By Andy Gibbons
Jan 21, 2016

Varsity Scout Leaders Day Book Day 4: Your Goal

Day 4The Task: Understand what you are trying to accomplish.


Early in your career as a Varsity leader you need to understand what the program is all about. You may be thinking “advancement” or “high adventure” or even “special programs and events.” But these are just ways to reach the real goal.

The real goal is the personal development of each individual boy in in three areas:

Baden-Powell, Scoutings founder

Baden-Powell, Scoutings founder

CHARACTER

  • Values
  • Honor
  • Integrity
  • Duty
  • Reliability

CITIZENSHIP

  • Participation
  • Leadership
  • Service

Baden-Powell wrote an autobiography which he titled “Lessons from the Varsity of Life.”  In his title, the word ‘Varsity’ meant ‘university’. The name of the Varsity Scout program is borrowed from Baden- Powell’s book. In it he said:

“It is good to laze, honestly half-tired, and to look back and feel that though one has had one’s day it has, in spite of one’s limitations, not been an idle one, that one has enjoyed it to the full, and that one is lucky in being rich through having few wants and fewer regrets.

“Through an upper window comes the laughing chatter of the young folk going to bed.

“To-morrow their day will come.“May it be as happy a one as mine has been, God bless them!”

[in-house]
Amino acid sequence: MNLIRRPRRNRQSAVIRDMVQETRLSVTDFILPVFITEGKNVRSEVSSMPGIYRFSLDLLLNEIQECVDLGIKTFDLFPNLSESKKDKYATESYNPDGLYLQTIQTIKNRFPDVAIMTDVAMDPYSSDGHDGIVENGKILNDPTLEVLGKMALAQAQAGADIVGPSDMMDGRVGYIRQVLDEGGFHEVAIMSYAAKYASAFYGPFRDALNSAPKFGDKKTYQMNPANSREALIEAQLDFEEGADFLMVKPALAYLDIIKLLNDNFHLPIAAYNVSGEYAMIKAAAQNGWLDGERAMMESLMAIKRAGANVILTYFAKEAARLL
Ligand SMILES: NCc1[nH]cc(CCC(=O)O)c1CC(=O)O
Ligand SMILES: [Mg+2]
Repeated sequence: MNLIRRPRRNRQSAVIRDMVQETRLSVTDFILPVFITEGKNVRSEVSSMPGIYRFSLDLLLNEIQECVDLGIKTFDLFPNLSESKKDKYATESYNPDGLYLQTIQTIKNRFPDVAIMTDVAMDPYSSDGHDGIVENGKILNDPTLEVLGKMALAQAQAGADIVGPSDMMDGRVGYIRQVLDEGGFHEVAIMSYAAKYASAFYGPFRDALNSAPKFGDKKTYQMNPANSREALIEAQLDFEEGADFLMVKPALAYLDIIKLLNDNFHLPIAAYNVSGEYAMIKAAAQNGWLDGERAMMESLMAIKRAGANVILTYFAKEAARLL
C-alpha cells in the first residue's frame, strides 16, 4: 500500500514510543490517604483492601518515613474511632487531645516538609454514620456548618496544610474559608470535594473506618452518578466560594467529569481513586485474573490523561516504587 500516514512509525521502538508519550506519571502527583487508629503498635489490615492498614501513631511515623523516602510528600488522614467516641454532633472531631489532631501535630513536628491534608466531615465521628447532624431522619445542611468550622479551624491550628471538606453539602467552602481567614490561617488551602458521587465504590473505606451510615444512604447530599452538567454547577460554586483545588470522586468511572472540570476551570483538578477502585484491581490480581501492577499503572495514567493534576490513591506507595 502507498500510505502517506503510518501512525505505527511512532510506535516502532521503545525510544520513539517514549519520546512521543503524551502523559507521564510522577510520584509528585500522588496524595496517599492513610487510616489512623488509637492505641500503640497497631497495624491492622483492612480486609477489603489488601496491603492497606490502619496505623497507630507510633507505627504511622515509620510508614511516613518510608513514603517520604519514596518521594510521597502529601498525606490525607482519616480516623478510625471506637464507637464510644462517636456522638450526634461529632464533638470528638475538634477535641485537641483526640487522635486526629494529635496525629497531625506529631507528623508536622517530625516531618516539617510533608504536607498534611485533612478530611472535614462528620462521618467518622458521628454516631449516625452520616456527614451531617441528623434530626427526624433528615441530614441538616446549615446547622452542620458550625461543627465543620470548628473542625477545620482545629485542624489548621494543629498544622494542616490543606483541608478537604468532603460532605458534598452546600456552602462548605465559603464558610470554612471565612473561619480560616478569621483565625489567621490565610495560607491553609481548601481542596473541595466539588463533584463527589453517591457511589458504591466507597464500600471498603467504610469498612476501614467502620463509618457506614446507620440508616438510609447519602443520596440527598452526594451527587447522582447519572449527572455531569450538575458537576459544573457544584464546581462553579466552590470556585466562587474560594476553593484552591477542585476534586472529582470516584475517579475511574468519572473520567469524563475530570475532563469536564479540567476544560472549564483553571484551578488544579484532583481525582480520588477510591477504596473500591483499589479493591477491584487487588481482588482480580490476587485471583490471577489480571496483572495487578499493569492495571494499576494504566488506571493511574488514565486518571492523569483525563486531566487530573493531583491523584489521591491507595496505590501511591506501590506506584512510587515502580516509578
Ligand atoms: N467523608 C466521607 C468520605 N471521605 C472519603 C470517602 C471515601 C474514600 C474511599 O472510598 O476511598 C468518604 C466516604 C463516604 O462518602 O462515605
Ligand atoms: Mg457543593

FITNESS

  • Physical
  • Mental
  • Emotional
  • Moral
  • Spiritual

Scouting consists of many families that serve youth needs over several years: Cubs, Scouts, Varsity, and Venturing. Each program helps boys meet the challenges of a particular phase of growth from youth to young adulthood.

On another day the topic will be the details of these differences. For now, the important question is: “What is the pattern of growth for the Varsity Scout-aged boy, and how does the Varsity program support that growth?

The chart below shows four different levels support and challenge the Varsity Scout needs while he is a member of the team.Varsity Scout Growth

Over time, the challenge to the boy increases and the support he needs from adults decreases. Your job as a leader is to help each boy move to the next level, then to the next, until he reaches the top and has learned self-leadership.

This will require not only your efforts but the organized efforts of the other Varsity leaders working directly with you: committee members, parents, district personnel, your sponsoring organization, and Varsity leaders from other teams.


You can read other parts of this blog series here:

MOnth one

Week 1 Week 2
Week 3  Week 4
  • Day 22: Stop-Start-Continue
  • Day 23: Information Resources
  • Day 24: Leave no Trace
  • Day 25: Safety Certifications
  • Day 26: The Yearly Planning Event
  • Day 27: Unfolding the Yearly Plan
  • Day 28: Whole System Review

Stewart SchowCo-auAndythor: Andy Gibbons | Vice-Chair, Western Region Varsity Scout Program Committee and author of the “The Varsity Scout Leaders Day Book” and Stewart Schow | Varsity Scout Task Force,  Utah National Parks Council

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